He continues providing a useful description from A to Z to planning a capital campaign. The section on campaign setup is described clearly for new board leadership or a CEO new to overseeing a capital campaign. The snapshot on capital campaigns is an ideal piece to include in a board orientation package. McFarlan’s overview and advice of the key campaign phases: silent, public and end is educational and ideal to review with a capital campaign committee. I would incorporate it in the risk management framework to monitor the organization’s reputation and financial commitments for a major campaign.
He then describes Planned Giving and tools to help the donor with estate planning. The gift vehicle options and examples are provided in a U.S. context. The financial information is easily transferable to an illustration or presentation for the donor. As a gift planning practitioner, I have worked with allied professionals, lawyers, and financial planners to structure the gift and get the best outcome for the donor.
Effective Fundraising continues with event planning and the general characteristics of running a successful event. The content in this chapter is easily transferable to an event checklist for an event planning committee or the lead special events officer. We have learned over the last year and a half having a virtual event platform to allow one to pivot or recreate the vibe of an in-person event with streaming, engagement, networking, and sponsor tools is critical to planning great fundraising events. More importantly, choosing the event and customizing the experience will keep the fun in event fundraising.
Information management and support has transformed how we fundraise and build long lasting donor relationships. McFarlan says, “Development in the Information Age is simply different!” He is right as we have had to weave traditional, tried and true practices of donor relationship management, with different types of electronic information and forces than we did in the past. The chapter on information support gives the reader pause for reflection on the Information Age and the balance in using interpersonal strategies to engage the donor and acquire significantly large gifts.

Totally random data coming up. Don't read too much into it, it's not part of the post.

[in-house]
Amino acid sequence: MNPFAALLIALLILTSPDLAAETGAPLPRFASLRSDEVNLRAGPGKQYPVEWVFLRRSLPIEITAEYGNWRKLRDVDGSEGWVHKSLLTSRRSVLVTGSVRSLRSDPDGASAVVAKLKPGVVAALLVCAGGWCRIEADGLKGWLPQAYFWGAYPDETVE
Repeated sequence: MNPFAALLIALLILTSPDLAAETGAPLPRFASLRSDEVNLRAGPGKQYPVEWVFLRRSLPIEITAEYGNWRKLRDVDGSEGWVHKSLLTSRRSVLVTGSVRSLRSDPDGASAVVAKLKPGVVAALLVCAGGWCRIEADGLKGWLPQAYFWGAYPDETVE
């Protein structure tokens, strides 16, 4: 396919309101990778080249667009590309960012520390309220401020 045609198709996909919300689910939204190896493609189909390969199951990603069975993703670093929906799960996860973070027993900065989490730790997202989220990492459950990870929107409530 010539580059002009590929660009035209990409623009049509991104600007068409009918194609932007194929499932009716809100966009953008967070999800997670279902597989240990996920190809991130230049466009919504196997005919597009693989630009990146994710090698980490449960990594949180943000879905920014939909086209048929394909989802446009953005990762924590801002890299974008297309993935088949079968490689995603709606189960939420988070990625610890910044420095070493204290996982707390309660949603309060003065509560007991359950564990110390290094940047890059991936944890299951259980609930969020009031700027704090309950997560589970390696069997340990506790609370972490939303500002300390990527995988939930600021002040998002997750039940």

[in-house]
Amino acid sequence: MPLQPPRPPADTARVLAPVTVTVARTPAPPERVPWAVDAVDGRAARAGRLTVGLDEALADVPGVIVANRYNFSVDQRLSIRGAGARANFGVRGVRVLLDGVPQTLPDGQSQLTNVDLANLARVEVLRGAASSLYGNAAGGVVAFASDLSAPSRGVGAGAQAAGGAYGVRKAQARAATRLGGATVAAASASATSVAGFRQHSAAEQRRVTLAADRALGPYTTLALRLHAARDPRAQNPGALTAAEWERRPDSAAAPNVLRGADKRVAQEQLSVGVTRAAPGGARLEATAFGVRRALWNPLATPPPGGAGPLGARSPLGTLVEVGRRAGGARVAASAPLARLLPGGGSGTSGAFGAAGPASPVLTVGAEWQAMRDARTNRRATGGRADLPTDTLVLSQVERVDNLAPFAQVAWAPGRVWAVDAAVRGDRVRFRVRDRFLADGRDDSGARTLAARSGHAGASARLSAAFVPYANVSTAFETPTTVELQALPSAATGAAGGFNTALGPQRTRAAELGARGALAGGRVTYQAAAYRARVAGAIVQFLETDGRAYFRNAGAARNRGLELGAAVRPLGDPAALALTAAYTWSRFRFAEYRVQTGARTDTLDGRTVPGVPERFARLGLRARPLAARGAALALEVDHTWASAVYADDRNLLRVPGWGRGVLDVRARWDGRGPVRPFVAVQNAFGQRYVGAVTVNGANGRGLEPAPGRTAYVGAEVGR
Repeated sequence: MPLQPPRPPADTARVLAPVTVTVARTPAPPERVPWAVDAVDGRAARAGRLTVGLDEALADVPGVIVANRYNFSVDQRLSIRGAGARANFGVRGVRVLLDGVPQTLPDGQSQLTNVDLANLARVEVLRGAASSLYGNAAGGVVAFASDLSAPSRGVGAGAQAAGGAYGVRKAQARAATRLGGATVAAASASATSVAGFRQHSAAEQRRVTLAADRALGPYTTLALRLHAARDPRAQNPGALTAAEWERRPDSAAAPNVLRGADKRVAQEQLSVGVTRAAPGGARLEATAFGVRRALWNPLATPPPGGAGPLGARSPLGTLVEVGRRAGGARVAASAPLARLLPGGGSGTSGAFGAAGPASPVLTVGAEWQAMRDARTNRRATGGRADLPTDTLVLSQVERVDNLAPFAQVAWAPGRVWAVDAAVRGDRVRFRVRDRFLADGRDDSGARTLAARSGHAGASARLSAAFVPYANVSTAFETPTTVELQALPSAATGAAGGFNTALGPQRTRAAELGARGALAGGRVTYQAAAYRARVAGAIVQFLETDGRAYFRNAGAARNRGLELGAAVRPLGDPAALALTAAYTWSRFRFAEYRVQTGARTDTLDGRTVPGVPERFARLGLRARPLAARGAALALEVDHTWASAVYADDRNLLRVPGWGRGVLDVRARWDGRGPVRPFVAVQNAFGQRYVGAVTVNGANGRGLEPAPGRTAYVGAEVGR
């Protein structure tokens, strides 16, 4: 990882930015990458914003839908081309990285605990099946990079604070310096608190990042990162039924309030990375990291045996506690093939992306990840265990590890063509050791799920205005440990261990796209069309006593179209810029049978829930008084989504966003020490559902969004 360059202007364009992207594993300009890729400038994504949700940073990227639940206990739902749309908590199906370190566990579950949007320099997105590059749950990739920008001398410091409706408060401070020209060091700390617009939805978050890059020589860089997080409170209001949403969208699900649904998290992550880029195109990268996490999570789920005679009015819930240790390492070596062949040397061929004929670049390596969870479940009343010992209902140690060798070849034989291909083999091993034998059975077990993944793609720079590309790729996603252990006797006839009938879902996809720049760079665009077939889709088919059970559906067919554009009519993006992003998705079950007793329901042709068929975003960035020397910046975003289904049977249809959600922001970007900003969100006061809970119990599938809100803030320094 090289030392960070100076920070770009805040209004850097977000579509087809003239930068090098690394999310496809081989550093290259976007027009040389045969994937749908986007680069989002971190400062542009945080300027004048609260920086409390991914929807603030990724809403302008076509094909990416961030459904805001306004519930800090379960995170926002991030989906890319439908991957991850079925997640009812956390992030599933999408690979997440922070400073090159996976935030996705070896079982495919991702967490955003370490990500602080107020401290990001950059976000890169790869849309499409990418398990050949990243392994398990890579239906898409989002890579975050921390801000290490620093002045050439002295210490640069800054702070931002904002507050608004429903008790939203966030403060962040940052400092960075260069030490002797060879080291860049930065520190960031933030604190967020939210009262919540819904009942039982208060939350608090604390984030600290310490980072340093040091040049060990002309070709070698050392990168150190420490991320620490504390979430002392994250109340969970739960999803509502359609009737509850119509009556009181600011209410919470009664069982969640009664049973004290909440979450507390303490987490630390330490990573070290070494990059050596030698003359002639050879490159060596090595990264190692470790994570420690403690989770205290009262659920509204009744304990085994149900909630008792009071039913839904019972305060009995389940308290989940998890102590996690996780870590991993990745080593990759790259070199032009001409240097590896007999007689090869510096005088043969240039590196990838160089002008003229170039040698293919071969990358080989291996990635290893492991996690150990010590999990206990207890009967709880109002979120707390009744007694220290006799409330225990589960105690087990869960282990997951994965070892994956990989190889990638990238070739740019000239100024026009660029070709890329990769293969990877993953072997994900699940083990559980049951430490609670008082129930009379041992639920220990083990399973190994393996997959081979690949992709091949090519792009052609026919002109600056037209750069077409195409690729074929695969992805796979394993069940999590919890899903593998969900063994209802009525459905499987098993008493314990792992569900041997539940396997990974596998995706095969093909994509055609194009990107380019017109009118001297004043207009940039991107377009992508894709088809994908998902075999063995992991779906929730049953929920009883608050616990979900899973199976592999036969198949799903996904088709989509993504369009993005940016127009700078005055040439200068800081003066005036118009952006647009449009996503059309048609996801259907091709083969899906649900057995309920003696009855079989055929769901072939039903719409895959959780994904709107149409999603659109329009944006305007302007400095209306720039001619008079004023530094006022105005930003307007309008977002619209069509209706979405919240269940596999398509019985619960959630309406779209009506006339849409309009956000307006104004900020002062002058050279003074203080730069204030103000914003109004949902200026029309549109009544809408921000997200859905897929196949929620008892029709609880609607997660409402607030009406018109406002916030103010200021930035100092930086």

McFarlan reminds us about the critical attributes to run a successful social enterprise: leadership and governance. Fundraising is central to the mission and its existence. He rightfully reminds us that it is the unique and special responsibility of the trustees and supporters to help secure resources for the organization. An important step is to make a meaningful commitment of time and financial resources. He ends with a series of thought-provoking questions for trustees to answer.
In summary, Effective Fundraising is one of the latest books I have read the gives a descriptive blueprint to effective fundraising and financial sustainability for the social sector. I recommend including a copy in your trustee’s orientation and onboarding plan.
Roger D. Ali, MBA, C. Dir., is a recognized nonprofit leader and a book reviewer of The Charity Report since 2019. @fundraiseroger
More reviews by Roger Ali